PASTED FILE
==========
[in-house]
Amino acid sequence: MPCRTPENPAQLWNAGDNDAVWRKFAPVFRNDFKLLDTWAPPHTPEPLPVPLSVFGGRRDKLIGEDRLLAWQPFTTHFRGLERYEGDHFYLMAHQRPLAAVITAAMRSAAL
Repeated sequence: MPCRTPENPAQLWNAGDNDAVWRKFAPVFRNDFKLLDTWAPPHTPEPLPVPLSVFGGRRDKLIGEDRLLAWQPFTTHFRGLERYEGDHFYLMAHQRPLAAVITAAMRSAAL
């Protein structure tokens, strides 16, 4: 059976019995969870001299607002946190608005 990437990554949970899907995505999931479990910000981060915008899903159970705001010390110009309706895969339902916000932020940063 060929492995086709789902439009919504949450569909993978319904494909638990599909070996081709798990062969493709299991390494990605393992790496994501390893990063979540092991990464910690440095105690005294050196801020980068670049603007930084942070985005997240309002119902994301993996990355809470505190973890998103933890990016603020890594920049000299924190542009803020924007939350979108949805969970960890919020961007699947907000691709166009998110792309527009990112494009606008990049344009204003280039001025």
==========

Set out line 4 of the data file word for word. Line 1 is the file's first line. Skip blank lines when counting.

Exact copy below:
């Protein structure tokens, strides 16, 4: 059976019995969870001299607002946190608005 990437990554949970899907995505999931479990910000981060915008899903159970705001010390110009309706895969339902916000932020940063 060929492995086709789902439009919504949450569909993978319904494909638990599909070996081709798990062969493709299991390494990605393992790496994501390893990063979540092991990464910690440095105690005294050196801020980068670049603007930084942070985005997240309002119902994301993996990355809470505190973890998103933890990016603020890594920049000299924190542009803020924007939350979108949805969970960890919020961007699947907000691709166009998110792309527009990112494009606008990049344009204003280039001025």